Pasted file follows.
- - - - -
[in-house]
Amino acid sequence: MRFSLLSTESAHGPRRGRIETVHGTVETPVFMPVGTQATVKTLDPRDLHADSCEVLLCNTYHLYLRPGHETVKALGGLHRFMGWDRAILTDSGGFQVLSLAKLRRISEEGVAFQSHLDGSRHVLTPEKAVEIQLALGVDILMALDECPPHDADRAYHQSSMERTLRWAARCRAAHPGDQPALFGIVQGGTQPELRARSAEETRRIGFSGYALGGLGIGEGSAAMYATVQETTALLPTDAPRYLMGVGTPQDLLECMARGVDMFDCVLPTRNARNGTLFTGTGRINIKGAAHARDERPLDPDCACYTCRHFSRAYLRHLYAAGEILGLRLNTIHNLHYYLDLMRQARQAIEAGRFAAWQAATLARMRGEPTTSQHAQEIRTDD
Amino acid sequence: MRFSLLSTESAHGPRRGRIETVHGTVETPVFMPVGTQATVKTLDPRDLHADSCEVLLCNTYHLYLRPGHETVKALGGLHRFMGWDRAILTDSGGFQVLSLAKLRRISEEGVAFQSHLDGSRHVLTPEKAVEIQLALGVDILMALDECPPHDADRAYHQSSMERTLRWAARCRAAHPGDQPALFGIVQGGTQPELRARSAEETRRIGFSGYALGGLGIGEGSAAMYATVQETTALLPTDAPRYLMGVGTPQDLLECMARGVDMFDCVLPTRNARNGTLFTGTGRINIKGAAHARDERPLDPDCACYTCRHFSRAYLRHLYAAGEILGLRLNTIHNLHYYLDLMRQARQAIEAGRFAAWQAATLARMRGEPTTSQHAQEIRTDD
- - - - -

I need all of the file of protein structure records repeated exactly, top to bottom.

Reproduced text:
[in-house]
Amino acid sequence: MRFSLLSTESAHGPRRGRIETVHGTVETPVFMPVGTQATVKTLDPRDLHADSCEVLLCNTYHLYLRPGHETVKALGGLHRFMGWDRAILTDSGGFQVLSLAKLRRISEEGVAFQSHLDGSRHVLTPEKAVEIQLALGVDILMALDECPPHDADRAYHQSSMERTLRWAARCRAAHPGDQPALFGIVQGGTQPELRARSAEETRRIGFSGYALGGLGIGEGSAAMYATVQETTALLPTDAPRYLMGVGTPQDLLECMARGVDMFDCVLPTRNARNGTLFTGTGRINIKGAAHARDERPLDPDCACYTCRHFSRAYLRHLYAAGEILGLRLNTIHNLHYYLDLMRQARQAIEAGRFAAWQAATLARMRGEPTTSQHAQEIRTDD
Amino acid sequence: MRFSLLSTESAHGPRRGRIETVHGTVETPVFMPVGTQATVKTLDPRDLHADSCEVLLCNTYHLYLRPGHETVKALGGLHRFMGWDRAILTDSGGFQVLSLAKLRRISEEGVAFQSHLDGSRHVLTPEKAVEIQLALGVDILMALDECPPHDADRAYHQSSMERTLRWAARCRAAHPGDQPALFGIVQGGTQPELRARSAEETRRIGFSGYALGGLGIGEGSAAMYATVQETTALLPTDAPRYLMGVGTPQDLLECMARGVDMFDCVLPTRNARNGTLFTGTGRINIKGAAHARDERPLDPDCACYTCRHFSRAYLRHLYAAGEILGLRLNTIHNLHYYLDLMRQARQAIEAGRFAAWQAATLARMRGEPTTSQHAQEIRTDD